This is geographic extension of the karst sea-mountains of Phang Nga, reaching south into deeper, clearer waters and thous offering fine snorkeling and diving. In the northeast monsoon season anchorages here are protected, thought the region is completely exposed during the southwest monsoon. First discovery by cruising yachting and backpackers in the 80s, there are now several 5-star resorts and many excellent restaurants. Yet in Ao Nang budget bungalows still exist.
Krabi Town, with provisioning of a similar standard to Phuket available, can be accessed from Phra Nang by long-tail boat or dinghy, or by road from Ao Nang.
The Phi Phi Islands lie approximately 18 miles south of Krabi, the largest and most developed being Phi Phi Don. If you plan to spend several days here, Ton Sai Bay is the most convenient for shopping or transport back to Phuket, Krabi or neighboring island. Now well established a southern Thailand’s most popular destination, the islands are encircled by water so clear you can almost see the seabed from the surface. The main island of Phi Phi Don is geologically two islands joined together by a sand spit just above sea level, with a large expanse of fringing reef in the northern bay.
Despite the roughly north-south orientation of the islands, the 2004 tsunami wave wrapped around the western cliff-faces to flood both the north and south bays of the low isthmus, causing incredible damage and great numbers of fatalities. Phi Phi has bounced back to cater to the thousands of tourists who flock there each year.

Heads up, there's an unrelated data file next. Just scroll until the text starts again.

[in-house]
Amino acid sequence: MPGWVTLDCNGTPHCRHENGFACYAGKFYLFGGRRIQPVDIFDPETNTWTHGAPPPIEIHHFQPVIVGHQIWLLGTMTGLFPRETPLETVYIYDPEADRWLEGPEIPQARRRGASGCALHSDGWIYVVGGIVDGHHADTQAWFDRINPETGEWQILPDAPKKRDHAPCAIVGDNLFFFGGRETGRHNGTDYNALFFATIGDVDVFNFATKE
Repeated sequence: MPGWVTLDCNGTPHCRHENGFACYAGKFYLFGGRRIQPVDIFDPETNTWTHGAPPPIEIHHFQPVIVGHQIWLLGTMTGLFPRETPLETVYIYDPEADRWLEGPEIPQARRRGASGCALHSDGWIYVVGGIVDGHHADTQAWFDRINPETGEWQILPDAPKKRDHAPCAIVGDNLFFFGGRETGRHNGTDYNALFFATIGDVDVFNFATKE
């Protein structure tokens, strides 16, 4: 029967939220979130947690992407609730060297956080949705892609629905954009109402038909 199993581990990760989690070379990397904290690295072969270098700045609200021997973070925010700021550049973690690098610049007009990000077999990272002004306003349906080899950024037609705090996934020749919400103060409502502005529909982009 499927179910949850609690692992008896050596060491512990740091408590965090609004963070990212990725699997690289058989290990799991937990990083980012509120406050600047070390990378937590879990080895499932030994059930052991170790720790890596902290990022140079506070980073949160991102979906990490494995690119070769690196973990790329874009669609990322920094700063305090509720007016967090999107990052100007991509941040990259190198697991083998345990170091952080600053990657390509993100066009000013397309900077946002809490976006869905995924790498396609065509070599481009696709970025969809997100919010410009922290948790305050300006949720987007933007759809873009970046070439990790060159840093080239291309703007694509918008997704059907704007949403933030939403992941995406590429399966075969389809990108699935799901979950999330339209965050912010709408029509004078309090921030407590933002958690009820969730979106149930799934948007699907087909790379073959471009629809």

The honeycombed cliff-faces rising from crystal clear waters, together with the laid-back ambiance, will always attract many visitors from the neighboring tourist hubs of Phuket, Krabi and Phang Nga provinces. Approaching Phi Phi from the south take care to avoid both Hin Bida approximately 3 miles southeast of Koh Bida and Hin Klai 2 miles east of north Phi Phi Le.
The sheer-sided sea mountains that rise vertically out of Phang Nga Bay form some of Thailand’s most spectacular scenery. Images of Phang Nga have travelled the world and shaped perceptions of southern Thailand, and the boating experience to be had here.
As a result the cruising may en-country many tour boats with sea canoes during the middle hours of the day, but tranquility does return bu late afternoon. While the bay itself is not so large, the number of islands, inlets and mangrove channels to be explored ensure that no matter how long a yachtsman spends here experiences will always be nearby.
Much of the joy of sailing in Phang Nga , after all, lies in discovering the unvounted creeks, caves and coves for yourselves.
Most islands are uninhabited, offering secluded anchorages under soaring cliffs fringed with jungle, as well as fascinating dinghy expeditions to hidden beaches , caves and creeks not shown on charts or maps. The famous features of this bay are the ‘hongs’ – Thai for ‘room’. Theses shallow-water fully enclosed lagoons open to the sky are only accessible through caves at certain stages of the tides. If you’ve seen the movie “The Beach” … that Hong was CGI generated. These ones are spectacularly real.
Three rivers run into the head of the bay so the water is silty, thought otherwise clean, forming a milky green backdrop to the striking scenery.
Since a large part of the area north of Koh Yao is shallow (less than 10 metres), it is possible to anchor virtually anywhere in north Phang Nga Bay.